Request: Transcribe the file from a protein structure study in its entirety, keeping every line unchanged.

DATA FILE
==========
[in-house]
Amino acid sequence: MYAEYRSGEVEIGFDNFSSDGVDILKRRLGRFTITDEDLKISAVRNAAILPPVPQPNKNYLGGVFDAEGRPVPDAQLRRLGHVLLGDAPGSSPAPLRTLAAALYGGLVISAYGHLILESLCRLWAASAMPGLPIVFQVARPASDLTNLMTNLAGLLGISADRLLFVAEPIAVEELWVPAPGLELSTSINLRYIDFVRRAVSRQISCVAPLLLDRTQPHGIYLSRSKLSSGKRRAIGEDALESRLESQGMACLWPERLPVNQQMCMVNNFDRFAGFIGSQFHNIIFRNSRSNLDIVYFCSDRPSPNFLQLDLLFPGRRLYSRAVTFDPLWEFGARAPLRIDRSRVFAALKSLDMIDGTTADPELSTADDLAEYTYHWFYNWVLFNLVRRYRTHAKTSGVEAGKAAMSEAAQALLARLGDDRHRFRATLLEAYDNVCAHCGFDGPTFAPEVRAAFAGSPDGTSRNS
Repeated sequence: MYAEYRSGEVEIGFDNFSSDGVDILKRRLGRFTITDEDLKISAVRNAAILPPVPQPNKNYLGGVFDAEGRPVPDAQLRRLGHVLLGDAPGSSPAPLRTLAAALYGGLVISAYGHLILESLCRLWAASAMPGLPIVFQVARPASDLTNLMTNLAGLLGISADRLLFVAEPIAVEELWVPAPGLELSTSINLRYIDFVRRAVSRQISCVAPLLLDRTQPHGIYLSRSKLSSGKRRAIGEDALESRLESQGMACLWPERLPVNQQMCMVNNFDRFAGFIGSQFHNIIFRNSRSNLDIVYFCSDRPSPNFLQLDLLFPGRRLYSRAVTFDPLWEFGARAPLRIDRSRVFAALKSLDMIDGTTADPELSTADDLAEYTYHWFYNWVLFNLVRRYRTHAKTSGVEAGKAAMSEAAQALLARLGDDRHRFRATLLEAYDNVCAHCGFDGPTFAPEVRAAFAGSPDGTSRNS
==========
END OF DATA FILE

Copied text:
[in-house]
Amino acid sequence: MYAEYRSGEVEIGFDNFSSDGVDILKRRLGRFTITDEDLKISAVRNAAILPPVPQPNKNYLGGVFDAEGRPVPDAQLRRLGHVLLGDAPGSSPAPLRTLAAALYGGLVISAYGHLILESLCRLWAASAMPGLPIVFQVARPASDLTNLMTNLAGLLGISADRLLFVAEPIAVEELWVPAPGLELSTSINLRYIDFVRRAVSRQISCVAPLLLDRTQPHGIYLSRSKLSSGKRRAIGEDALESRLESQGMACLWPERLPVNQQMCMVNNFDRFAGFIGSQFHNIIFRNSRSNLDIVYFCSDRPSPNFLQLDLLFPGRRLYSRAVTFDPLWEFGARAPLRIDRSRVFAALKSLDMIDGTTADPELSTADDLAEYTYHWFYNWVLFNLVRRYRTHAKTSGVEAGKAAMSEAAQALLARLGDDRHRFRATLLEAYDNVCAHCGFDGPTFAPEVRAAFAGSPDGTSRNS
Repeated sequence: MYAEYRSGEVEIGFDNFSSDGVDILKRRLGRFTITDEDLKISAVRNAAILPPVPQPNKNYLGGVFDAEGRPVPDAQLRRLGHVLLGDAPGSSPAPLRTLAAALYGGLVISAYGHLILESLCRLWAASAMPGLPIVFQVARPASDLTNLMTNLAGLLGISADRLLFVAEPIAVEELWVPAPGLELSTSINLRYIDFVRRAVSRQISCVAPLLLDRTQPHGIYLSRSKLSSGKRRAIGEDALESRLESQGMACLWPERLPVNQQMCMVNNFDRFAGFIGSQFHNIIFRNSRSNLDIVYFCSDRPSPNFLQLDLLFPGRRLYSRAVTFDPLWEFGARAPLRIDRSRVFAALKSLDMIDGTTADPELSTADDLAEYTYHWFYNWVLFNLVRRYRTHAKTSGVEAGKAAMSEAAQALLARLGDDRHRFRATLLEAYDNVCAHCGFDGPTFAPEVRAAFAGSPDGTSRNS